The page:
-The aforementioned depth of knowledge issue. Someone who has read four novels from a lit matching question should not lose to someone who just knows their title or main characters. On a related note, the construction of the matching questions demonstrates a clear lack of awareness of what it's like to be a competitor in the game. For example, if you've got a "match the character to the novel" type of deal, why list the novels first? At least give it some semblance of rewarding those who know more by listing the characters. Also, the "must have exact wording on matching questions" thing is pointless.

-Much of the game is pointless. The 5 point round is pretty pointless. The worksheets are definitely pointless, particularly in playoff rounds or the final. The 10 point round matters somewhat, but really, a team can utterly suck in the first two rounds and get a few lucky buzzes in the third and come out a winner. Essentially, it's like randomly assigning point values to different questions. That's bad.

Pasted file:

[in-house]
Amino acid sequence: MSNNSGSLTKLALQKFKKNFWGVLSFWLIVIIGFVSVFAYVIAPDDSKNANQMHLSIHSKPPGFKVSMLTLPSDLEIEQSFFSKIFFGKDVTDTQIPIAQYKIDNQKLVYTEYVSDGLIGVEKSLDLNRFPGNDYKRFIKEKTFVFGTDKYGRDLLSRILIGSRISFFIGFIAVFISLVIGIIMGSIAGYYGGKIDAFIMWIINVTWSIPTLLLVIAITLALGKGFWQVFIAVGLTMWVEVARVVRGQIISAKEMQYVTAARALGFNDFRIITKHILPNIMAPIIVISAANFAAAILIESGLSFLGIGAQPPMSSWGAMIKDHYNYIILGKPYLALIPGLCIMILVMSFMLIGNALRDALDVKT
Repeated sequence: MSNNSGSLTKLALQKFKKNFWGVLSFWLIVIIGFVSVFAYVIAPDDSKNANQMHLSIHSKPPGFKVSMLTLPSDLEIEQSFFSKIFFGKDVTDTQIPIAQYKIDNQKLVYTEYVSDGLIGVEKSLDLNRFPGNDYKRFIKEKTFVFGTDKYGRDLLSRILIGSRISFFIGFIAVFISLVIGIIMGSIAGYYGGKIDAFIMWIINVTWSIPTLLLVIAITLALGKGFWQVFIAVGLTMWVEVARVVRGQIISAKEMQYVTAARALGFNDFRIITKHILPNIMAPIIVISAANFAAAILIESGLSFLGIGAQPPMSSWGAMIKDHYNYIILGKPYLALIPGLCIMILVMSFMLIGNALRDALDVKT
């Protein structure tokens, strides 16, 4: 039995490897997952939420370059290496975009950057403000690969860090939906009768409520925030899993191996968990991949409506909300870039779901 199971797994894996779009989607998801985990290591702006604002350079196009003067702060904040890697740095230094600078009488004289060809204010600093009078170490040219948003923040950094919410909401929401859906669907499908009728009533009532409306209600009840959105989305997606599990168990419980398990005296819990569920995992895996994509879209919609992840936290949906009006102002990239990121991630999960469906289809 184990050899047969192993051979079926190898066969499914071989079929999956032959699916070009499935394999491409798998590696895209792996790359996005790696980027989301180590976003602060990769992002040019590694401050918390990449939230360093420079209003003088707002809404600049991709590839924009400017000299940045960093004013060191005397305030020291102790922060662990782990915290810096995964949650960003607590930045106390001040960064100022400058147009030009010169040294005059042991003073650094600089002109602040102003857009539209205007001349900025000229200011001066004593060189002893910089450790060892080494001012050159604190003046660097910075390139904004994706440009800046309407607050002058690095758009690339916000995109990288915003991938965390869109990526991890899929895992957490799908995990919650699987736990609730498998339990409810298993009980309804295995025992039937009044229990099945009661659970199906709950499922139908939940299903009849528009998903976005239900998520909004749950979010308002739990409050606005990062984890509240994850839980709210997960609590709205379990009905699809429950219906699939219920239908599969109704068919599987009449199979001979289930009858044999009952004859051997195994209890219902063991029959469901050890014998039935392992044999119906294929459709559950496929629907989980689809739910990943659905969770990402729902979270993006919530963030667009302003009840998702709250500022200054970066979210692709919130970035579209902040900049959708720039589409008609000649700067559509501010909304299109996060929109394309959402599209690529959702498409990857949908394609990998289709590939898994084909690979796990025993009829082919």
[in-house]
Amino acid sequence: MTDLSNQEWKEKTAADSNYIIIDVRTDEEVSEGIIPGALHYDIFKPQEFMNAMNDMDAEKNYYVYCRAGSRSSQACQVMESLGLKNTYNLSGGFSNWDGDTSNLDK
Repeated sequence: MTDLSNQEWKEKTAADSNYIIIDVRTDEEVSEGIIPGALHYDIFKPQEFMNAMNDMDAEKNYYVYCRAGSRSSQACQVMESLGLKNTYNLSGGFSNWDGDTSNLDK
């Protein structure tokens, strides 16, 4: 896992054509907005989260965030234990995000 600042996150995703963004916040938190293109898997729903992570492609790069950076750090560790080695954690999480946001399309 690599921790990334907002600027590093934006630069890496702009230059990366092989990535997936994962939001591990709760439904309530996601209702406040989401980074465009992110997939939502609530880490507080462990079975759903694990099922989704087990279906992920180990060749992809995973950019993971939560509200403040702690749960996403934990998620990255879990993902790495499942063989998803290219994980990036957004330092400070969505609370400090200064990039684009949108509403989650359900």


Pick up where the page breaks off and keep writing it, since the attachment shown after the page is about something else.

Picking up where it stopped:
-Tossups only formats are never that great of a plan. Tossup only formats in which their are six teams and any one of them can immediately kill a question at any point are worse. Much, much worse.

-In my experience, the format has the unique ability to drastically reduce the skill level of players who are really good. There are a few outliers to this, but really, any remote evidence of such a trend is troubling.

-One buzzer per team. Seriously, WHY?


EDIT: I love everyone so much I decided to post some more.